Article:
Who Does it Best?

The yorker: Marizanne Kapp

To unerring length, she adds the ability to change lines on the delivery, making for an unplayable package

Valkerie Baynes
Valkerie Baynes
Marizanne Kapp takes the final wicket, dismissing Lauren Bell with a yorker, Oval Invincibles vs Southern Brave, Women's Hundred, final, Lord's, August 21, 2021

Full and final: Marizanne Kapp yorks Lauren Bell and seals the Hundred for Oval Invincibles  •  Stu Forster/Getty Images

There's a reason good death bowling is so highly prized and that's because its stock ball, the yorker, is one of the hardest deliveries to nail. But get the line, length and speed - fast or slow - right and a batter is rendered helpless in terms of scoring options. Unless they can sit right back in their crease, it's nigh on impossible to get underneath the ball and get it away.
Marizanne Kapp's yorker can be lethal, especially given her ability to manipulate the line of the delivery. She is adept at producing the wide yorker but it was her leg-stump yorker at the death to clean up Southern Brave's Lauren Bell and seal victory for Oval Invincibles in last year's Women's Hundred final that placed an emphatic full stop on the competition's first season.
Her fourth wicket in Sydney Sixers' 17-run victory over Hobart Hurricanes in 2018 was the result of a wide yorker - a perfect example of death bowling done right, coming in the penultimate over as Sixers defended 158, delivered from wide on the crease and tailing in slightly into the base of Brooke Hepburn's off stump.
Kapp's gem to bowl Deandra Dottin in a spell of three wickets in five balls (on her way to 4 for 14) as South Africa thumped West Indies by ten wickets at the 2017 World Cup was as destructive as the yorker gets: extra pace into the blockhole as Dottin played round her toes and the stumps were rearranged.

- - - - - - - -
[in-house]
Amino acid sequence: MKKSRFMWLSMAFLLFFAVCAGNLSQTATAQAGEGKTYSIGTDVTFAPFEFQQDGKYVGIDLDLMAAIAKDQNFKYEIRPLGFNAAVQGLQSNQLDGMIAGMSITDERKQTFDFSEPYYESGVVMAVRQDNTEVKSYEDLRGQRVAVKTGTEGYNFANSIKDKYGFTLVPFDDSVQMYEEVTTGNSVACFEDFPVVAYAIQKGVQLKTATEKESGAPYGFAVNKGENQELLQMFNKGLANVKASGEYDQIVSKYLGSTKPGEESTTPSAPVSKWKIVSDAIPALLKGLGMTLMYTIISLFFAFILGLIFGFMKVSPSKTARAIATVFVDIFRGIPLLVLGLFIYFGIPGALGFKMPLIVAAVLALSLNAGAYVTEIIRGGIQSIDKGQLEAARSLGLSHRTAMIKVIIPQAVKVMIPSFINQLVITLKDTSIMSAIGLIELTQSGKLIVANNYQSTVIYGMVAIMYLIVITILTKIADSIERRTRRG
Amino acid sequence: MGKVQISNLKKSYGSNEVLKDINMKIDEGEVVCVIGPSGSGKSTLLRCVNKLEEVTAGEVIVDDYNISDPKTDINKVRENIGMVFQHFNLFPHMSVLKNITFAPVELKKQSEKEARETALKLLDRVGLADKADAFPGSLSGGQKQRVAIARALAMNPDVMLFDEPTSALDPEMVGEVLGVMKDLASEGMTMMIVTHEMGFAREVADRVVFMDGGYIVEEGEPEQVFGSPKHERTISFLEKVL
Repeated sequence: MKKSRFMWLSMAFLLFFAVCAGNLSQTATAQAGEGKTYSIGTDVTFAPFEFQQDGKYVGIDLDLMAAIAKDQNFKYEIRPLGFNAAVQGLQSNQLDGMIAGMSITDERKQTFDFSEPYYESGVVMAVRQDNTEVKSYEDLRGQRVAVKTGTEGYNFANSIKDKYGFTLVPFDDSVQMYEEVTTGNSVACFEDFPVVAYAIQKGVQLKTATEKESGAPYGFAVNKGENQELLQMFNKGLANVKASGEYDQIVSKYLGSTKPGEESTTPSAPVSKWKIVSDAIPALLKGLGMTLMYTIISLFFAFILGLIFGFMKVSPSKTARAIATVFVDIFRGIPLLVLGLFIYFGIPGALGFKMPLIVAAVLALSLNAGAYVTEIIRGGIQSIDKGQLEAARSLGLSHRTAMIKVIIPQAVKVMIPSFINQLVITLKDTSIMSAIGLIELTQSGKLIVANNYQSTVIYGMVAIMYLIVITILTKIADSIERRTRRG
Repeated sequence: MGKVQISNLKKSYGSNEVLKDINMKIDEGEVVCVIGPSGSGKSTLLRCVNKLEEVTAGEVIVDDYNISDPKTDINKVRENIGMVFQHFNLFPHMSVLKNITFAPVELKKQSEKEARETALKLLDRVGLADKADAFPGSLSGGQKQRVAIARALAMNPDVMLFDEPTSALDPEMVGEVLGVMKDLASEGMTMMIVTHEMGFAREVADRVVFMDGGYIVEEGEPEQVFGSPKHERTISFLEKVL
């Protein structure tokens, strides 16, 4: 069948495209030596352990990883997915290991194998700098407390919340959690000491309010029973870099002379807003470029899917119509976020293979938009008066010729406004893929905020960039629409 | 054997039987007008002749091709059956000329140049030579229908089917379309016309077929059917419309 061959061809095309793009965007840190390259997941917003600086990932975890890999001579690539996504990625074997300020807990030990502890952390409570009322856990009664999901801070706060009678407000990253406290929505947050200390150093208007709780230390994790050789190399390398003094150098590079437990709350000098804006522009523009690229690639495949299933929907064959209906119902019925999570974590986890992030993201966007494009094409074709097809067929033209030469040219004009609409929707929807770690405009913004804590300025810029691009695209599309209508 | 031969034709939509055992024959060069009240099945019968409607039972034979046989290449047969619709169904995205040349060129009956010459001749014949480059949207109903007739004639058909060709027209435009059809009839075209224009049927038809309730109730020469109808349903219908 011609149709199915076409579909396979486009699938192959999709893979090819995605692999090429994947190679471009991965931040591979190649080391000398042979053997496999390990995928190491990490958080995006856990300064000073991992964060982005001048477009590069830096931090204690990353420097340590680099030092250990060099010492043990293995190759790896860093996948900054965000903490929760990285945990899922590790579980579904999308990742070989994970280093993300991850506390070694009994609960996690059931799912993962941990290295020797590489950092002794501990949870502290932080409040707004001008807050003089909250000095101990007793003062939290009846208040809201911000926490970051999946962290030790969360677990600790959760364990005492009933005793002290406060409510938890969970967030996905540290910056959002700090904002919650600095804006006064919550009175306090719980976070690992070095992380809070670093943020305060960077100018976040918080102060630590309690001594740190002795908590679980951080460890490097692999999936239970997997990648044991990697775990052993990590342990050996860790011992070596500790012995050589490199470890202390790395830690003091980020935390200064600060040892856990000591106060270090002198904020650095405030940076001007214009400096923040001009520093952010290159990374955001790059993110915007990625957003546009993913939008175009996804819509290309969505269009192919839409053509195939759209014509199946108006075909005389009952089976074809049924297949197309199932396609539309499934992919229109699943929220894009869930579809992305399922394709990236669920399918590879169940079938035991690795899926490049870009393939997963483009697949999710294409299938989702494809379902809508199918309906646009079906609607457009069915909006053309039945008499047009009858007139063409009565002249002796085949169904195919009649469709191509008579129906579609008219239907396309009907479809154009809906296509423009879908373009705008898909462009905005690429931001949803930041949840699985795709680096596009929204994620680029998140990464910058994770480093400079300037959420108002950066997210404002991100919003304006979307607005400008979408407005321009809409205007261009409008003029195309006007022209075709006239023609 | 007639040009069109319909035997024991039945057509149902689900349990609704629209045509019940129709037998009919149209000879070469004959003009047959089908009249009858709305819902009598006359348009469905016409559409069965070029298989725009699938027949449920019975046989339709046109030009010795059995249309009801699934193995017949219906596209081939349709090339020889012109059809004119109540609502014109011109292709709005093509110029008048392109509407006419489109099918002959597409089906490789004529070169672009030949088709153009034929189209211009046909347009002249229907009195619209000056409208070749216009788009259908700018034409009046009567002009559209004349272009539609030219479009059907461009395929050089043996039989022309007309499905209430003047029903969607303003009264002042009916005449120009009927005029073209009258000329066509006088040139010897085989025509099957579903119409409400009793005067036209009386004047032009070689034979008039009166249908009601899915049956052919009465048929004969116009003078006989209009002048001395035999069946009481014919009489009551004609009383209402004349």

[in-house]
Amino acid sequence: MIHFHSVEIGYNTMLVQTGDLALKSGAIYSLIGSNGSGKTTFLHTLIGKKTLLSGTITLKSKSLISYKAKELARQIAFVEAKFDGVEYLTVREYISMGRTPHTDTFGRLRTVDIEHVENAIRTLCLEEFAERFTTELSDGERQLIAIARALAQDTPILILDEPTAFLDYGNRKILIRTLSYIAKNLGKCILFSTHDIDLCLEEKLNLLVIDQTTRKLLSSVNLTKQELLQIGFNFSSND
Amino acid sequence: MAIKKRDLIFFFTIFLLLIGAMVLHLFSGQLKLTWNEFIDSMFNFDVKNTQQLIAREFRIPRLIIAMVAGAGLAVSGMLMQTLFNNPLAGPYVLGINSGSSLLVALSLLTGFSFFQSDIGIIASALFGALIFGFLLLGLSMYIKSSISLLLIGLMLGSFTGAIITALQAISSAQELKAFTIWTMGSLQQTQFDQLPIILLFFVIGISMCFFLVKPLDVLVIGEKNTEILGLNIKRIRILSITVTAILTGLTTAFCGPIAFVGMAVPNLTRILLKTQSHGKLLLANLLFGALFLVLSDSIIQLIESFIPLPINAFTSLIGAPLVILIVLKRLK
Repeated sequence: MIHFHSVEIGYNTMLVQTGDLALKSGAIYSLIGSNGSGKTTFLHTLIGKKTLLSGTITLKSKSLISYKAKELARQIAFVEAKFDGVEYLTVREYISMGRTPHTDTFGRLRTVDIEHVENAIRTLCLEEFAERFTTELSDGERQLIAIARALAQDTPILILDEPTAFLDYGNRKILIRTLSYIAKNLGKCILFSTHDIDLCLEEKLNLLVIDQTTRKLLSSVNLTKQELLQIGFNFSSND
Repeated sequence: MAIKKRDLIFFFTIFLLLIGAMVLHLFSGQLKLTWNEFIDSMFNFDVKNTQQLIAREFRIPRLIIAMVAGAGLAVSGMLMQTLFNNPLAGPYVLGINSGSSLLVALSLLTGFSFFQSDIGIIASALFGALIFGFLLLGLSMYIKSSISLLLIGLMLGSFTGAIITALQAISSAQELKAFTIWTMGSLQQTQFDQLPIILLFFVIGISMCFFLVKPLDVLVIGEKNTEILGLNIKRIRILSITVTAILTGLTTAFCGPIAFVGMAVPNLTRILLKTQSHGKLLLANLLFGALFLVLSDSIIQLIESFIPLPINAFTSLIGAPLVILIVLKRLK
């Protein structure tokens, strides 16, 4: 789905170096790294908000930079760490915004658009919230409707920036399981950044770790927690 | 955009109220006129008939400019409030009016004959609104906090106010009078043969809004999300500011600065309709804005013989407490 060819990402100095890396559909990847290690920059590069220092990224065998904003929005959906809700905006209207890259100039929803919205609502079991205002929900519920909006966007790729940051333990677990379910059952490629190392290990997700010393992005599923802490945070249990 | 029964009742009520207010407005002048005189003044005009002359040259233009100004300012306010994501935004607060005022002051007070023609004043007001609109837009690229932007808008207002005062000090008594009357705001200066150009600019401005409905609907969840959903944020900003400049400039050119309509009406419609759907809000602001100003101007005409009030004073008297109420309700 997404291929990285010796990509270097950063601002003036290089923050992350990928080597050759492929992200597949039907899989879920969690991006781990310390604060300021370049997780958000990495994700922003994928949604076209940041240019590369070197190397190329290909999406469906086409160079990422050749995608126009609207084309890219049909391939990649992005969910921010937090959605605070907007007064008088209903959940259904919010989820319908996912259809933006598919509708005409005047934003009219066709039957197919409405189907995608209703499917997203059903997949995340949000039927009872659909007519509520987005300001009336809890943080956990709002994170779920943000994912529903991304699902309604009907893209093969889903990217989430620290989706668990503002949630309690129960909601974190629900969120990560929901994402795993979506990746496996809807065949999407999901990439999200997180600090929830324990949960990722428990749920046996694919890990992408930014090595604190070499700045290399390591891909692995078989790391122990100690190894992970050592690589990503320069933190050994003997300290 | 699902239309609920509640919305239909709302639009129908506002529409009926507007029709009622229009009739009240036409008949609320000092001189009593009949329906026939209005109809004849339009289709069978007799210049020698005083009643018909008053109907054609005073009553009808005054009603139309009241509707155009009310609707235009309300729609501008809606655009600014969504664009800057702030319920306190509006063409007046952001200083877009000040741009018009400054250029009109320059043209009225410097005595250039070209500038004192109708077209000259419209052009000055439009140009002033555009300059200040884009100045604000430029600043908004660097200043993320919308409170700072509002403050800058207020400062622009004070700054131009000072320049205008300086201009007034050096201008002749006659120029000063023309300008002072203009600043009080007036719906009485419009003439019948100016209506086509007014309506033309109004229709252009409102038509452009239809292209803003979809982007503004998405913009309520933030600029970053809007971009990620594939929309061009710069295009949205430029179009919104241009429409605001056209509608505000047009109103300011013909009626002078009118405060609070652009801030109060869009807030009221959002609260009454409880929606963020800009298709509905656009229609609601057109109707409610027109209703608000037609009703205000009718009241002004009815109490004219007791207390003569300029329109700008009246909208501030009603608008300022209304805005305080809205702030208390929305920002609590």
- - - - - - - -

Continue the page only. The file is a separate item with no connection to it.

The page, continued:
Lydia Greenway, who made 225 appearances for England between 2003 and 2016 and now works as a coach and commentator, says: "Kappy's got a really good yorker. One of her features is that she uses the crease quite well, so she would often go wide-line yorkers as well, which makes it then even harder for batters to hit it over the off side because it's got that pace on it. You can't get under it and then you also can't really get across enough to work it onto the leg side. I think that's also why she's effective, she's able to change the line of the yorker that she bowls."
Kapp forms a formidable pair with South Africa and Invincibles team-mate Shabnim Ismail, who can put searing pace on her yorker, which makes her unplayable at times. For Greenway, Australia's Megan Schutt is "up there" too in terms of the world's best yorker bowlers. "I remember playing in a T20 World Cup and I was trying everything I could," she recalls. "I was sitting so far back in my crease, as far as I ever had done, and she just managed to get that length right and it was really challenging. She's got that skill of getting her lengths right."
Katherine Brunt, England's veteran seamer, is also among the best in the world at the yorker. In a 2016 instructional video for the ECB, Brunt reveals that while she's running in, she looks at the top of the stumps despite aiming at the base because it helps her stay tall and, in turn, bowl fuller. The grip - seam up or cross-seam - is down to personal choice. "It's definitely a mental thing as well as how you execute it," Brunt says.

Valkerie Baynes is a general editor at ESPNcricinfo